But a strange thing happened when they started showing the film’s rough cut to friends: People didn’t like it. More to the point, they didn’t like the faux documentary approach to the story of the missing filmmakers. Instead, what they were drawn to was specifically the footage of the three kids in the woods, everything that had been filmed over those eight days in the woods.

“We had this conversation that was like, all the stuff we spent our money on, we’re going to throw that away?” said Robin Cowie, one of the film’s producers. “We couldn’t get ourselves to throw it away.”

Luckily, the team had a secret weapon. Sánchez not only had previous experience building a website—remember, this was before you could plug in a few variations into a pre-made template and have a site up and running in minutes—but he also had the need for distraction that raw heartbreak brings. So while Myrick and Sánchez shared editing duties—Dan during the day, Eduardo at night—the website was Sánchez’s extra escape to take over the rest of his waking hours.

So began the life of BlairWitch.com.

Here was not only a landing pad for Pierson’s Split Screen forum to funnel to but also a place to dump the rest of this expansive story they’d created, only a sliver of which they were going to show. “That was the prime directive of the website,” said Sánchez. The site had dossiers of the missing filmmakers, along with photos of them as kids; a history of the Blair Witch legend; stories from the town following the filmmakers’ disappearance; and, maybe most importantly, a message board.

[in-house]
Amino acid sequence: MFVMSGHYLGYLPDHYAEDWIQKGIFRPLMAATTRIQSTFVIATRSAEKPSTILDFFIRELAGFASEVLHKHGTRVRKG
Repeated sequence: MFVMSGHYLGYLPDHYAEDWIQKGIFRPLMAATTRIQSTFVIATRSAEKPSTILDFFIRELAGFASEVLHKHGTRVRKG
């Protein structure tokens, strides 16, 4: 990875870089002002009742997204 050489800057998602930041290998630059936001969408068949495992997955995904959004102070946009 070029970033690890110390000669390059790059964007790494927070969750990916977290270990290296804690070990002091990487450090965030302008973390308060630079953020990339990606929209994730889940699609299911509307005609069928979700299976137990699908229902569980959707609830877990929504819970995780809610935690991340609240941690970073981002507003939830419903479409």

The Internet of 1999: It’s lightly populated. It’s clunky. It’s accessed almost exclusively in our home living rooms, singular ports of transmission via loud and whirring dial-up modems.

No one’s quite sure of what the traffic was in those early days—this was before hit-count metrics, although Myrick believes between 10,000 and 20,000 people regularly visited the site—but those who were there were fanatics. “Our hardcore fans were making their own websites linking to ours,” Myrick recalled. “It was this early affiliate program.”

The fans would go onto the message board to ask the filmmakers about some unexplained part of the mythology, which slowly added to the depth and breadth of the site’s offerings. “Heather kept a journal, OK, we’ll put up the cover,” said Cowie. “Well, what’s in the journal? OK, let’s put that in.” Sánchez would add “Easter eggs” by using hidden pixels that would take browsers into another part of the site. “You’d be mousing over something and find an invisible clickable link,” Hale said. “We understood that interactivity was a two-way street. We needed to be listening to what our audience was telling us.”

By the movie’s premiere at the 1999 Sundance Film Festival, nearly the entire audience had been to the website. And with those Easter eggs, with that expanding mythology laid out for them to get lost in whenever they felt like it, the raucous crowd made the screening one of the biggest stories to come out of that year’s festival. Artisan acquired the film’s rights for $1.1 million and quickly began its barrage of marketing. “Once Artisan put our website on a national stage, that’s when things exploded from a traffic standpoint,” Myrick said. “I lost track of the numbers.”